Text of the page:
FNP VS NP: Which Is The Most Fulfilling Career?

Do you have a passion for helping people? Are you interested in working with children or the elderly? If so, an FNP (family nurse practitioner) is the ideal career path for you.

An FNP has the same level of education as a traditional NP (nurse practitioner). They are both nurses who perform similar duties in different settings, but some essential differences between them may affect your job satisfaction.

What Is An NP?

An NP is a registered nurse with a master’s degree in nursing. NPs can practice in any setting, including hospitals and clinics. They can also specialize in many different areas, such as family practice or women’s health care.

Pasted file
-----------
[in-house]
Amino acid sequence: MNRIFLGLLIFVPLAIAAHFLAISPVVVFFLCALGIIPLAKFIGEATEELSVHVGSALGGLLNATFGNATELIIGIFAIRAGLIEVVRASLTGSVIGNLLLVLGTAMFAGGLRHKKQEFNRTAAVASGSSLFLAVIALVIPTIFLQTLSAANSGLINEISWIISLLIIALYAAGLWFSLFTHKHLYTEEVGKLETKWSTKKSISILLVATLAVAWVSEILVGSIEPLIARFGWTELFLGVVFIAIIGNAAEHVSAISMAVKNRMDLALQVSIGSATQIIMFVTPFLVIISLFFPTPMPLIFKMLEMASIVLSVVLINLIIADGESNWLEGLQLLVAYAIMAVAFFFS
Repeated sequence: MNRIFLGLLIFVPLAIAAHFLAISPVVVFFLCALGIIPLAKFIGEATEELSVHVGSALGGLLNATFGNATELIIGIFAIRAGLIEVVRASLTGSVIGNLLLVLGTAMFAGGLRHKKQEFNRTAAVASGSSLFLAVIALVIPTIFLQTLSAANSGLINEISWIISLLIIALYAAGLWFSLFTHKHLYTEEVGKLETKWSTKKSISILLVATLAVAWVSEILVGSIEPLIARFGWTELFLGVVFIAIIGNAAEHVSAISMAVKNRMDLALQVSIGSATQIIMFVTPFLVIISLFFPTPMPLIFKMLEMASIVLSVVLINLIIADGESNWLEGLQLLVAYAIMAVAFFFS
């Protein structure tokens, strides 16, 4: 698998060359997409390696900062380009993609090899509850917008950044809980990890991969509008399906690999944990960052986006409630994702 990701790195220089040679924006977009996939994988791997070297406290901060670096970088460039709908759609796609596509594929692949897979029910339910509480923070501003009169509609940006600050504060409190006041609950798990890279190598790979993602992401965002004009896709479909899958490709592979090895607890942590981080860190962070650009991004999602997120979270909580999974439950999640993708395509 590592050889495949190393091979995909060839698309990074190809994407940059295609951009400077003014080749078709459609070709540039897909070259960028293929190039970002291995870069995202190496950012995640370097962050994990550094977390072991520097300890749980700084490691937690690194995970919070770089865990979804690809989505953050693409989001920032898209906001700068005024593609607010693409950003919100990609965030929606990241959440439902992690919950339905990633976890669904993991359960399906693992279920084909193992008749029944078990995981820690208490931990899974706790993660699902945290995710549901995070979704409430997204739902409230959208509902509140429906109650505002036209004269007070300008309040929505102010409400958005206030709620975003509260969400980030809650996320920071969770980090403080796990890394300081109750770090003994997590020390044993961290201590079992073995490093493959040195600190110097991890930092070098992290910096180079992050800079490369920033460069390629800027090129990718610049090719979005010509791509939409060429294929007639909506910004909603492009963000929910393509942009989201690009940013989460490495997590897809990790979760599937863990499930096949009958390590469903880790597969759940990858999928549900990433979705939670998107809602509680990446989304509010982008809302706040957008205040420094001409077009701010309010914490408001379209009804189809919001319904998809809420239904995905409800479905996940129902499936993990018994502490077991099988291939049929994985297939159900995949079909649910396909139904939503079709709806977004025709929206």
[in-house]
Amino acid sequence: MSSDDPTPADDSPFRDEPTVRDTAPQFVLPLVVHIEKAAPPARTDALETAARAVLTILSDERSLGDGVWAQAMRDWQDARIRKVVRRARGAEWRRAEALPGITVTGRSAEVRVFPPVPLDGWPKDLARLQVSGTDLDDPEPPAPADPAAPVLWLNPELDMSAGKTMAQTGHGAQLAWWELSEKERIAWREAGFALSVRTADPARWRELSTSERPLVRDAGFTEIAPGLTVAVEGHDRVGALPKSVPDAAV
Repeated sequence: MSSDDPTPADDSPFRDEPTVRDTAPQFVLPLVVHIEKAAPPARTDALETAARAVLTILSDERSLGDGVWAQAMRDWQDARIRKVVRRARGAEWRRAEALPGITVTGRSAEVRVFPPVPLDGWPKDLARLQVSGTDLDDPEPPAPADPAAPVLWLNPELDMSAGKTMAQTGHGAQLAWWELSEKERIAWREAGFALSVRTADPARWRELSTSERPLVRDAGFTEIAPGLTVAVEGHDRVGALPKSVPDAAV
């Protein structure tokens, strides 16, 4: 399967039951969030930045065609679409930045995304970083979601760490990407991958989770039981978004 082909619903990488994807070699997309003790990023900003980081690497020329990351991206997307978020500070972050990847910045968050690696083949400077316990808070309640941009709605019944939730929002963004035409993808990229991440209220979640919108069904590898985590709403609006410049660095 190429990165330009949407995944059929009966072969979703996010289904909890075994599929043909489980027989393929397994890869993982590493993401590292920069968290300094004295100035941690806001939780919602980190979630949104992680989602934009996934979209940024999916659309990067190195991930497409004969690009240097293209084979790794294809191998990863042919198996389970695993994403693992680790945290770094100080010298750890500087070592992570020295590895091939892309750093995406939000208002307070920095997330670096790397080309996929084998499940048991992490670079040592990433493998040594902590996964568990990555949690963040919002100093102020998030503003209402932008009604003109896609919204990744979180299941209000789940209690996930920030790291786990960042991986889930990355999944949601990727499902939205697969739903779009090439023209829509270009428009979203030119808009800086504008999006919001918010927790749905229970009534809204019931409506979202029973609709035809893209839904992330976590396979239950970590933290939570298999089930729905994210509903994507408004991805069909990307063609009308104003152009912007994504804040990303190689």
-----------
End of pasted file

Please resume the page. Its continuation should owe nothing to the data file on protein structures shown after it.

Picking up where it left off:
According to data from the Kaiser Family Foundation, as of August 2022, there were 267,996 nurse practitioners in the United States.

An NP is an advanced practice nurse (APN), which means they have the education and training necessary to provide primary care independent of physician supervision.

In other words, an APN can diagnose and treat patients while working under their license, including developing treatment plans for patients after reviewing medical test results or making referrals to specialists when necessary.

The American Association of Nurse Practitioners reports that nurse practitioners (NPs) hold prescriptive privileges, including controlled substances, in all 50 states and D.C.

What Is An FNP?

An FNP is a nurse practitioner who specializes in family medicine. A family nurse practitioner can provide medical care to patients without being supervised by a physician.